That said, I was the only manager in café until after well after 3 pm, and it took about that long to find somebody else to shut ‘er down tonight – Like I said, very weird circumstances indeed.

In any event, I just got home at around 5, finally got a shower, and am now sitting on the couch with a dog, a cat, and a very nice glass of red wine.

I’m gonna ask M to bring us some dinner home from in town, and watch some baseball on the tube with my family.

I’ve had happy birthday wishes from literally hundreds of folks, and I need to get down to saying thank you for those.

Therefore, in so many words, this is all y’all get from me this week! Cook well, love one another, and I’ll be back next week.

Are Home Cooks an Endangered Species?

Steve Sando runs Rancho Gordo, our go to bean purveyor. He also speaks his mind in a way I particularly enjoy.

His most recent newsletter included a ‘rant’ which resonated with me – he wrote,

‘You may not realize it but as time marches on, we home cooks are becoming rarer and rarer. The fact that we get excited about a new bean, a cooking pot, or even a new wooden spoon, puts us in the minority. Most of us think of cooking as fun and a great way to bring people we care about together. We see a pound of beans and we imagine how we’ll be cooking them, how we’ll be serving them, and maybe the smiling faces that will be eating them. I have a constant vision of leaving the kitchen and walking towards the dining room table with a huge pot of something good between my hands as I ask for help finding a trivet. This is possibly my favorite moment of the day. I try and do it most nights. 

A meal kit is fine. A frozen dinner is an emergency. A dinner out is fun and sometimes inspirational. But a refrigerator full of cooked beans, roasted vegetables, stocks and broths, pickles and condiments, is like a palette waiting to be put to use to create something new.’

Notice that the title of the newsletter was, You Are Not Normal – So I gotta ask, do you think that’s true? Does Steve’s rant resonate with you, too? The thought that struck me most was his first line, ‘You may not realize it but as time marches on, we home cooks are becoming rarer and rarer.’ Do you think this is true? If so, it’s a very sad state of affairs.

It was also not lost on me that this mornings check of social media found an unusual volume of politics, doom and gloom news, and general negativity. When that’s the case, finding something positive, something genuinely wholesome and good to focus your energy around is a critical process – If we don’t, we drown. As far as I’m concerned, that really aughta be cooking great food at home for those we love – If not doing that is ‘normal,’ I want nothing to do with normalcy.

If that last thought seems shallow to you, I respectfully disagree. When I do orientation for new hires in the café, I tell them a story about how they’re going to be at work one day, and they’ll come back to the line and exclaim, ‘man, I don’t see how somebody can get that worked up about a sandwich.’ Then I tell them why it happens – it’s because people deal with overwhelming waves of crap all day, and they think, ‘I’m gonna go to the café and get my favorite thing to eat, and for a time, all will be right with the world,’ – And if we screw that up, it cuts deep. Food is closer to the heart for humans than dang near anything else.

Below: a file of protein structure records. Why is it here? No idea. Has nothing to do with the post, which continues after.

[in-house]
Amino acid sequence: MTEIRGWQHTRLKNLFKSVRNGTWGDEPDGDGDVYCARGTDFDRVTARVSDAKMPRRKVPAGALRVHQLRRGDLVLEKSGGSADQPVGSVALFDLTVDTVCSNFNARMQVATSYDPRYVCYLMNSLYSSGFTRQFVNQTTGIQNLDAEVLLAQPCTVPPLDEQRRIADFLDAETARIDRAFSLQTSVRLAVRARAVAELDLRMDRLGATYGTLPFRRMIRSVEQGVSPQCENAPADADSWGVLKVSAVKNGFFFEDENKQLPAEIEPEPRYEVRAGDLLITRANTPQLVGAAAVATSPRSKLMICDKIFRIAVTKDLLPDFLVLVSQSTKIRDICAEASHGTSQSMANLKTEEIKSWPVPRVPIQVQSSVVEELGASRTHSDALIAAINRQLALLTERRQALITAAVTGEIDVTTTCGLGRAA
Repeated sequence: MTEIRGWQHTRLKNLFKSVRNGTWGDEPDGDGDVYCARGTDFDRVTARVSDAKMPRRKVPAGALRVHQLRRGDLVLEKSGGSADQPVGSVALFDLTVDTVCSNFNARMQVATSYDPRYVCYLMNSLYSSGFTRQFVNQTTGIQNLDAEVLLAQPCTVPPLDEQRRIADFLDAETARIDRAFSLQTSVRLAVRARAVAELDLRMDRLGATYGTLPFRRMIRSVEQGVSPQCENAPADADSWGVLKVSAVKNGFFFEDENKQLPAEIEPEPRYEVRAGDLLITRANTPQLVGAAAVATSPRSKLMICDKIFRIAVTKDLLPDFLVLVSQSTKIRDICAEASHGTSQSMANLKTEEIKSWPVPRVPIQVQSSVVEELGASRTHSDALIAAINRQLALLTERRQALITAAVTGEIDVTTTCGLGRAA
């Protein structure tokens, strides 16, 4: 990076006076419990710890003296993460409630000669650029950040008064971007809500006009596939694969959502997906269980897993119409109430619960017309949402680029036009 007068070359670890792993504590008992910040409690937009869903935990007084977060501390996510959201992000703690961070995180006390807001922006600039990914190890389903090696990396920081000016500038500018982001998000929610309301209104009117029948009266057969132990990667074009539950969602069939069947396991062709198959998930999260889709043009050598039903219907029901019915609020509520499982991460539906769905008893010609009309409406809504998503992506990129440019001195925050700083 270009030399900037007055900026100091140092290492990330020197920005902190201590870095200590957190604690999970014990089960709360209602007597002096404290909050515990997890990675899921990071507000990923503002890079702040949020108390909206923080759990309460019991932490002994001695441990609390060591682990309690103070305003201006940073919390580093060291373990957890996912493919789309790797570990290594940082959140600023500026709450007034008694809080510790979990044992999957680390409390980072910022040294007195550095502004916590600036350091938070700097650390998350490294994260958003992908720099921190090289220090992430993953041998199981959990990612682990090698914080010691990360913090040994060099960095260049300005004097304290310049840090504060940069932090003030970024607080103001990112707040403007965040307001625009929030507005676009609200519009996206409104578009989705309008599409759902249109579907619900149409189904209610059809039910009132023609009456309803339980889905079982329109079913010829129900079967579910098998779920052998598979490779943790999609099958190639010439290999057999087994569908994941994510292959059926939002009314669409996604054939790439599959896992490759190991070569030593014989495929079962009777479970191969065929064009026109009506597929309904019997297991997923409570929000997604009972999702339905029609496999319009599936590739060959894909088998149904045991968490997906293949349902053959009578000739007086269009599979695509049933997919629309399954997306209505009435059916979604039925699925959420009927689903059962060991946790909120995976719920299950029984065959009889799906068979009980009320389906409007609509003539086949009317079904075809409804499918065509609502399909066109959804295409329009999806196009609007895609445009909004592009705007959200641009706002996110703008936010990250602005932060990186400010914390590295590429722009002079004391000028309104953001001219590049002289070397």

get your hands in there and squish those roasted ‘matoes!

Secondly, what we eat has a huge impact on our health and wellbeing, spiritually, mentally and physically. We must eat well to thrive, and that’s especially so when times suck. Highly processed food, fast food, junk food – All that is poison when you’re feeling down. What’s called for is healthy, fresh stuff, made with love, at home.

A friend posted this on FB, ‘When you notice your mental health declining, do one small thing that brings you peace. Take a shower, text a loved one, step outside. One little step is all you need to remind yourself that this is not permanent.’ And that’s key – Sure, grilled cheese is just a simple sandwich – But when you’re feeling vulnerable and overwhelmed, the process of making and sharing a delightfully crunchy, melty creation with family or friends, in the warmth and comfort of your own home, is exactly what’s needed to reestablish balance.

Teaching love for cooking

And what are we teaching our kids and grandkids, if we don’t cook at home, regularly and with love? That sustenance is just a thing to be shoveled down, and nothing more? What a sad thought. Food is life, sharing great food is love, and without that, we perish, literally and figuratively. When schools no longer teach Home Ec, who will if we don’t? Who will pass on family favorites, comfort food, and the will and desire to explore exotic culinary worlds? If we don’t do it at home, Steve’s right, and a critical skill and joy in life is extinguished. It’s already happening in this country, more so than most others, and that trend absolutely must be reversed.